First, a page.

This, OTOH, is really, really, really, bad news:
Speakers at the national meeting of the American Association for Advancement of Science expressed concern Sunday that some scientists in key federal agencies are being ignored or even pressured to change study conclusions that don't support policy positions.
This is why electing Bush again was such a disaster for the country and the world.
He does not believe in science. He does not support the empirical worldview that informs science.
And really -- no kidding -- that's going to spell disaster.
Rosina Bierbaum, dean of the University of Michigan School of Natural Resources and Environment, said the Bush administration has cut scientists out of some of the policy-making processes, particularly on environmental issues.
In previous administrations, scientists were always at the table when regulations were being developed," she said. "Science never had the last voice, but it had a voice."
Issues on global warming, for instance, that achieved a firm scientific consensus in earlier years are now being questioned by Bush policy makers. Proven, widely accepted research is being ignored or disputed, she said.
Government policy papers issued prior to the Bush years moved beyond questioning the validity of global warming science and addressed ways of confronting or dealing with climate change.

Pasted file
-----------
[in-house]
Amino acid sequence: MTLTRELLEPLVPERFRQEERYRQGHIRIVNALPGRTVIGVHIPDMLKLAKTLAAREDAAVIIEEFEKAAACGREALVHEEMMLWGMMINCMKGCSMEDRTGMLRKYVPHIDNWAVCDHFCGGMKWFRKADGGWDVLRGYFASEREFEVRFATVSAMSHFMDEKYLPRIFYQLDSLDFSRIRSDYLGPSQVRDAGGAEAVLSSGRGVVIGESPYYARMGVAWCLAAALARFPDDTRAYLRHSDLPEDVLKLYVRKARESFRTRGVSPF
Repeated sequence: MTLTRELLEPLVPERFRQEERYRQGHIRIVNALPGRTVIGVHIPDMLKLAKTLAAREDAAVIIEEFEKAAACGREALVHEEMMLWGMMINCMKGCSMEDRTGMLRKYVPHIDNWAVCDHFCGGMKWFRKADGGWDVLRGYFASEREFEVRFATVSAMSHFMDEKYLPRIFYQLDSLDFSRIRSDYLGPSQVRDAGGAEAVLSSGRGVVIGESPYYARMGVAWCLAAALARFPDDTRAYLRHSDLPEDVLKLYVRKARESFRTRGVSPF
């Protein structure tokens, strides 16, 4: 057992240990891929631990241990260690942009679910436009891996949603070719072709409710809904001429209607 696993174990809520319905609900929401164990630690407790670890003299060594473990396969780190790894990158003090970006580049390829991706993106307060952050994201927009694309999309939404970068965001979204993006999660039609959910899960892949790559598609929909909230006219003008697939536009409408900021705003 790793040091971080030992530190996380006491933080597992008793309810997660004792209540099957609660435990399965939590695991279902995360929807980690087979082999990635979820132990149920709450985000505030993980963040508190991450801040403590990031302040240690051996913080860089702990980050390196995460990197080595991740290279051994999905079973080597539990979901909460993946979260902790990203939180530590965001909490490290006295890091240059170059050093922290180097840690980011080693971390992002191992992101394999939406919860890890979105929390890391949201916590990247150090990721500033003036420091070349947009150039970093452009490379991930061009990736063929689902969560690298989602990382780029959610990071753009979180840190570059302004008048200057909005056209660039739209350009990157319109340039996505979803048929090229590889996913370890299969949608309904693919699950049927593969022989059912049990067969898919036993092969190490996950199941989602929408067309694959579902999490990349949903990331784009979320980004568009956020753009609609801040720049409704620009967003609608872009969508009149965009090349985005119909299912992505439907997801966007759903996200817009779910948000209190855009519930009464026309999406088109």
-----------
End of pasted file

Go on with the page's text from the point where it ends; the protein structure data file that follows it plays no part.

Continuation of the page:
Under Bush, said Bierbaum, the questioning of the proven science has become more important than finding ways to cope with climate change.
One result of such actions, said Neal Lane of Rice University, a former director of the National Science Foundation, is that "we don't really have a policy right now to deal with what everybody agrees is a serious problem."
Among scientists, said Lane, "there is quite a consensus in place that the Earth is warming and that humans are responsible for a considerable part of that" through the burning of fossil fuels.
And the science is clear, he said, that without action to control fossil fuel use, the warming will get worse and there will be climate events that "our species has not experienced before."
13 minutes ago